United to turn City’s season upside down
This weekend Manchester United and City play their 179th derby. The history of both clubs is so one-sided in United's favour, this fixture has sometimes lacked the heft of other cross-town rivalries. Other than that brief crossover between Alex Ferguson's end and City's ascent, the gap was usually so big as to make the fight bloodless.
Now the clubs' have flipped positions, will this weekend's match have any more bite? The pressure, it seems, is on City, who cannot afford to surrender any more points in the title race. Nothing but a win will do at this stage.
Liverpool's lead at the top is still 11 points after the midweek fixtures but a gap that large requires perfection from the chasers. All Guardiola can do is push his team to win every tackle, every second ball, every point they can and then hope.
The problem is, United might be just the right team at the wrong time.
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This time last season, City were in Liverpool's position, having not lost a game and drawn twice (Liverpool are even better off with one draw) - yet three defeats already this season demonstrates that City are not at that same level. Partly due to injuries and a lack defensive cover, and partly, perhaps, because of the inevitable cost of passing 100 points two seasons in a row. Without the right players being added to the squad, maintaining that level of performance is impossible.
For now, Guardiola is seriously working his unfamiliar underdog status. As far as the Spaniard is concerned, everyone has already written City off - something he can use as fuel for the surge required to catch up.
And what better time for a fuel injection than a local derby? A title chase on the line, a rival team lacking experience, an opposing manager walking the line between joker and genius. If you can't fire up for this, you better check your pulse. This is the time class should be apparent.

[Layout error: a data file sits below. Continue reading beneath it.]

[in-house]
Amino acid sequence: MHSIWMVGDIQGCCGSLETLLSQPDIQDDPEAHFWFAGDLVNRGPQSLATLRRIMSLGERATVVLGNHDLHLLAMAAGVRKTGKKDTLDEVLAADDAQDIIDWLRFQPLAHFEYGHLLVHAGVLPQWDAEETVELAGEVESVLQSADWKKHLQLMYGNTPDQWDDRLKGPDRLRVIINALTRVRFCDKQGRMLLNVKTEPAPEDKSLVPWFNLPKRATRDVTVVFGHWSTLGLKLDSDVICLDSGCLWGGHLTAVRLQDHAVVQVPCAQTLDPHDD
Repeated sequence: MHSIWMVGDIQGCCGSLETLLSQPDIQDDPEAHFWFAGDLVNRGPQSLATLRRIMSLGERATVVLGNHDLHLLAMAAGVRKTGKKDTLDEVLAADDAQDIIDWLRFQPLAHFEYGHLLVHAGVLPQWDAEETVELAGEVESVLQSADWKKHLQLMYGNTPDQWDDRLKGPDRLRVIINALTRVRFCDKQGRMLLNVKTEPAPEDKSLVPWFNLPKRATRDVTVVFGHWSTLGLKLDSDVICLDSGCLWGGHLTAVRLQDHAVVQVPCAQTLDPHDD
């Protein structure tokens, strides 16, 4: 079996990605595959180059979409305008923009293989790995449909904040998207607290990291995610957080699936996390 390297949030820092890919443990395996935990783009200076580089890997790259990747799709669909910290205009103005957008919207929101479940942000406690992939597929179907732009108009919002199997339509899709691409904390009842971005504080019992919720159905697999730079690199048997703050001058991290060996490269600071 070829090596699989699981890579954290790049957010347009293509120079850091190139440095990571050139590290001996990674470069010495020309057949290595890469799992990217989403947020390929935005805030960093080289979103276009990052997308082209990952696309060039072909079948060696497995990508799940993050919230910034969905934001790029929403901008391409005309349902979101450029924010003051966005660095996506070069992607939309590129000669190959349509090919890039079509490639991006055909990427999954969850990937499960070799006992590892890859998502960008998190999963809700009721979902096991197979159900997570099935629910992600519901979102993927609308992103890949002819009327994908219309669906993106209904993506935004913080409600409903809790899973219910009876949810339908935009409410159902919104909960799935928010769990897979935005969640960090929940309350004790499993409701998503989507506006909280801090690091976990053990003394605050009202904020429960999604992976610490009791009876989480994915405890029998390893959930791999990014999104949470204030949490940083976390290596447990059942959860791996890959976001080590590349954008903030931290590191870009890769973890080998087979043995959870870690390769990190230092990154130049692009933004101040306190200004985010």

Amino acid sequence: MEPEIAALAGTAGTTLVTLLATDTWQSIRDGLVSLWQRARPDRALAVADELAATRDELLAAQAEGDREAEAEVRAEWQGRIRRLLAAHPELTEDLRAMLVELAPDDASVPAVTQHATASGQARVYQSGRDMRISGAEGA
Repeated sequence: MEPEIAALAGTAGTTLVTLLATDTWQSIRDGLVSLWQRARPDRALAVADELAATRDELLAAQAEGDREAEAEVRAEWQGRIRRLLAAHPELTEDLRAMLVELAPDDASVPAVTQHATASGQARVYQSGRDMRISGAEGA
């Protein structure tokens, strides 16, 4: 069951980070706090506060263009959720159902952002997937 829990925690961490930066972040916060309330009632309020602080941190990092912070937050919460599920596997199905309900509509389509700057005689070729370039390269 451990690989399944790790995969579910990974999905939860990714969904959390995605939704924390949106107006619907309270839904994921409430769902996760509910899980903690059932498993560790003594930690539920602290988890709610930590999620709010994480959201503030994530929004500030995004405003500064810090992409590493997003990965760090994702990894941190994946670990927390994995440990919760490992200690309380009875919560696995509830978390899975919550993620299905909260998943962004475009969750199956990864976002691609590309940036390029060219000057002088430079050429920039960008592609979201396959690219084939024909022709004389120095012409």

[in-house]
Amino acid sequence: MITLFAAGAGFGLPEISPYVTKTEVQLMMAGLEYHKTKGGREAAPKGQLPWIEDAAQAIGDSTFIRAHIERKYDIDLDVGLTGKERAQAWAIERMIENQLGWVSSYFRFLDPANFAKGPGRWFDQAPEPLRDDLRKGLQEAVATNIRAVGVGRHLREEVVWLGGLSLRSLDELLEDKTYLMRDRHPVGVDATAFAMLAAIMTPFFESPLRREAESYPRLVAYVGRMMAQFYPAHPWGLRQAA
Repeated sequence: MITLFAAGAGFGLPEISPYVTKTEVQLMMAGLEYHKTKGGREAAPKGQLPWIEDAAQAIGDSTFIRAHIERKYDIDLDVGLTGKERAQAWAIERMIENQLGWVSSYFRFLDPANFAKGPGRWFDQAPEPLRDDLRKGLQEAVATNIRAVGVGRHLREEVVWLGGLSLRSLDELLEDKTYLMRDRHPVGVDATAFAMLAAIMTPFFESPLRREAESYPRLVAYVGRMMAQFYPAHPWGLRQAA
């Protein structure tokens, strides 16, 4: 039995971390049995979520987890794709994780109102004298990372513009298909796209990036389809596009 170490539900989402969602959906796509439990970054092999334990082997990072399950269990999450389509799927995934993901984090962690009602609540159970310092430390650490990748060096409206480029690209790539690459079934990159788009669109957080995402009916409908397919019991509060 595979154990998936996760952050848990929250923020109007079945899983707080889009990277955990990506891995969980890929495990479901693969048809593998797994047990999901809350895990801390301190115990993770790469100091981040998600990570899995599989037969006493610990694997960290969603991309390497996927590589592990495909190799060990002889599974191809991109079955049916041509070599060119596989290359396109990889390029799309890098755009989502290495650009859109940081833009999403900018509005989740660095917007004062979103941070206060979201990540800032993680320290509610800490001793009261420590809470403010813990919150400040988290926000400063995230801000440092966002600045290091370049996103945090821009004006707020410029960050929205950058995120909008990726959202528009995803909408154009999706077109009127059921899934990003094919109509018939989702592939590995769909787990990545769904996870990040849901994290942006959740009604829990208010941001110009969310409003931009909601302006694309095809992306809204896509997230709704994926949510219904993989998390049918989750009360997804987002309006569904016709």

But for all their class on show in their recent defeat of Burnley, City's consistency has dropped. Losing to Liverpool is one thing but a 2-2 draw with Newcastle again demonstrates that the blue half of Manchester has developed frailties that can be exposed.
Are United the team to do that? To be frank, who the hell knows but this season's results suggest they could be City's nightmare right now.
Despite their somewhat laughable form against smaller teams, Solskjaer's have excelled against better opposition this season, beating Chelsea, Leicester and this week Tottenham, as well as taking the only two points Liverpool have dropped so far.
United moved up to sixth after wiping the smirk of Jose Mourinho's face midweek but they are still part of that upper-midtable scramble with four points separating six clubs. This is where they belong.
Solskjaer's Manchester United a greyhound team; give them a rabbit to chase and they'll tear one off.
They are excellent at attacking teams who own the ball, harrying and chasing their opponents and disrupting their usual rhythm - the game against Spurs was just the latest demonstration, and Mourinho admitted he tried to make his Tottenham players grasp this before the game. United want teams to be aggressive against them, it gives them something to push against.
But what Solskjaer's United can't do is own the game themselves. Before Spurs they were very lucky to draw against two promoted teams, Sheffield United (3-3) and Aston Villa (2-2).
This is what really shows how the Red Devils have lost their identity. United aren't scary anymore and are horribly inconsistent under Solskjaer.
The Old Trafford favourite has only won 11 of his 32 matches as the club's full-time manager. United have won only five of their 15 Premier League fixtures this season. They have only conceded one more than City but the Blues have scored almost double United's tally.
And yet the fans still love Ole and appear to sympathise with the club's current predicament as a result of ownership and boardroom issues. They know there is no quick fix.
If he can conjure something against City straight after Spurs, Solskjaer's job will be safe for the season, if it wasn't already. It is reported the club hierarchy have no plans to replace him yet anyway, despite Mauricio Pochettino's sudden availability. For now United have arrested their short-termism and put their faith in Solskjaer to turn the Titanic around.
There are signs that United can disrupt the title race and take points off the leaders - but the point of Manchester United is to be the leader.
This weekend's derby won't decide the title or a coach's job. City fans are looking past United at Liverpool. United fans will want to win but know that in doing so they will help their even more despised rivals on Merseyside. Who wants it more? That's what a derby is all about.